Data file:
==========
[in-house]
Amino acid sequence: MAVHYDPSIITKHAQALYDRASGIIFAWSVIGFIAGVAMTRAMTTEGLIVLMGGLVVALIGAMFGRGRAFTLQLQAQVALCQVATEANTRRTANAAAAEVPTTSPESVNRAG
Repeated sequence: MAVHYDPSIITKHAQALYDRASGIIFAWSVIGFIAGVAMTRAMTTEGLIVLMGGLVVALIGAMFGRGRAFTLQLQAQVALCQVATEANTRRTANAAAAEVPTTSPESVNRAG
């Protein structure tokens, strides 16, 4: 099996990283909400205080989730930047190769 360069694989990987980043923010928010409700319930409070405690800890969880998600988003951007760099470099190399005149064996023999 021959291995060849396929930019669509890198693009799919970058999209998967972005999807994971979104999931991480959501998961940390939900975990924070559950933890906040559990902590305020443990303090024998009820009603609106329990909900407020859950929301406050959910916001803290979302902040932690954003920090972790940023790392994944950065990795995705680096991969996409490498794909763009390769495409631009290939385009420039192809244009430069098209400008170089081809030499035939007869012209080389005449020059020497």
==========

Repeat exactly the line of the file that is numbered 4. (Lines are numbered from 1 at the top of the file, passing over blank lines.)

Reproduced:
């Protein structure tokens, strides 16, 4: 099996990283909400205080989730930047190769 360069694989990987980043923010928010409700319930409070405690800890969880998600988003951007760099470099190399005149064996023999 021959291995060849396929930019669509890198693009799919970058999209998967972005999807994971979104999931991480959501998961940390939900975990924070559950933890906040559990902590305020443990303090024998009820009603609106329990909900407020859950929301406050959910916001803290979302902040932690954003920090972790940023790392994944950065990795995705680096991969996409490498794909763009390769495409631009290939385009420039192809244009430069098209400008170089081809030499035939007869012209080389005449020059020497």